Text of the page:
Ebola in the United States

How is it effecting travelers?

News about the Ebola Virus disease is saturating the media, especially since it has hit closer to home; creating a sense of unease and vulnerability among travelers.

Earlier this month, measures were put into effect for the first time since the World Health Organization declared the current outbreak a Public Health Emergency of International Concern on August 8. The measures are designed to help prevent travelers from entering the United States that have Ebola-like symptoms.

Kennedy International in New York became the first of five United States airports to temperature screen passengers arriving from West Africa – Liberia, Sierra Leone and Guinea.

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Screenings include taking passenger temperatures with a non-contact thermometer and detailed questioning. The Transport Security Administration (T.S.A.) have also provided guidance to airlines on how to identify passengers who are ill and displaying Ebola-like symptoms.

These screenings have since been rolled out to Washington D.C’s Dulles International Airport, Chicago’s O’Hare International, Atlanta’s Hartsfield-Jackson International and Newark Liberty International. 

In West Africa, as airlines continue to operate flights from countries that have been hit the hardest – departing passengers are being screened before they fly. They are required to fill out a health questionnaire and undergo a visual assessment and temperature check.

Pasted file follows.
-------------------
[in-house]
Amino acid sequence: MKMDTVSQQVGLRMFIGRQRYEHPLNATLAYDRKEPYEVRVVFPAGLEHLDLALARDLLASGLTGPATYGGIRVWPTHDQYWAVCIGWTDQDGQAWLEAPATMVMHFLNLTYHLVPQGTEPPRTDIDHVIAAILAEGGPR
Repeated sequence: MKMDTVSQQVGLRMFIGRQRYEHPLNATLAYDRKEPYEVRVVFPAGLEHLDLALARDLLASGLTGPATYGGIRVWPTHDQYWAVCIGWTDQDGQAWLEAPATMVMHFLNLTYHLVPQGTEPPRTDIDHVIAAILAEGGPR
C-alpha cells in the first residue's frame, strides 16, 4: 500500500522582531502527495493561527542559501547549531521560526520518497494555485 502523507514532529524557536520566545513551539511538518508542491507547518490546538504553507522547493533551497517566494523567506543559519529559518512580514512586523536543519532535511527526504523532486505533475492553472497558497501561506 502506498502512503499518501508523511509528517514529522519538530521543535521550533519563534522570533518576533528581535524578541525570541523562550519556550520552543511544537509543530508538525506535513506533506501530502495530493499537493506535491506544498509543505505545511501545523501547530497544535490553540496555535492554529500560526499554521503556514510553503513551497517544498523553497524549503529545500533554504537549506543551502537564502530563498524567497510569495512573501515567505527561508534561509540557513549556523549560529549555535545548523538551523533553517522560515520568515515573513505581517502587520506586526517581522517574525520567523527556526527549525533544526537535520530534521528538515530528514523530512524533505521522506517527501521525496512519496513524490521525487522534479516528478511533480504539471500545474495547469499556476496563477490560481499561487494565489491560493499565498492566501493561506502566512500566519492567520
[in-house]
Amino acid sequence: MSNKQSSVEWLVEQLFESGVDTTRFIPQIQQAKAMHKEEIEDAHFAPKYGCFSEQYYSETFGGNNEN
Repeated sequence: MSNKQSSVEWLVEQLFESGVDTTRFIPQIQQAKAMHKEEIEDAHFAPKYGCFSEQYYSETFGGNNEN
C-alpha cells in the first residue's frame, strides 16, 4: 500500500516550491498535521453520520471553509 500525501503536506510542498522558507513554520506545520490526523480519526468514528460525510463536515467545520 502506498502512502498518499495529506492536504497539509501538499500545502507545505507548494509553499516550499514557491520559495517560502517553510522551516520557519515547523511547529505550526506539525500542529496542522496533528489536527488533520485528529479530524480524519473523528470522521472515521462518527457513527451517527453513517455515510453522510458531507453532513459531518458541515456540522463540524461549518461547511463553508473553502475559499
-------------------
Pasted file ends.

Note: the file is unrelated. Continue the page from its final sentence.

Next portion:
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The Center for Disease Control has advised avoiding non-essential travel to Guinea, Liberia and Sierra Leone. Several airlines have suspended flights in and out of the area, while several cruise lines have altered their routes to avoid the West African coastline altogether.

One of the challenges that healthcare professionals face is that it can be difficult to distinguish between Ebola, Malaria, Typhoid Fever and Meningitis – diseases that are also commonly contracted within these areas.

First symptoms are the sudden onset of fever, fatigue, muscle pain, headache and sore throat. Those symptoms are then followed by vomiting, diarrhea, rash, symptoms of impaired kidney and liver function, and in some cases both internal and external bleeding.

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According to the World Health Organization (WHO), the disease is spread through direct contact with bodily fluids – blood, vomit, urine, diarrhea – of a contagious person.  The incubation period form time of infection to symptoms is 2 to 21 days.

Ebola has killed more than 4,000 people in West Africa, and in the next two months, WHO reports that there could be 10,000 new Ebola cases each week. In Guinea, Liberia and Sierra Leone new cases continue to explode in areas that look like they were coming under control.

Amidst all the gloomy reports, there is some good news. On Oct 17, WHO declared the end of the Ebola in Senegal, and three days later, the outbreak was also declared over in Nigeria.

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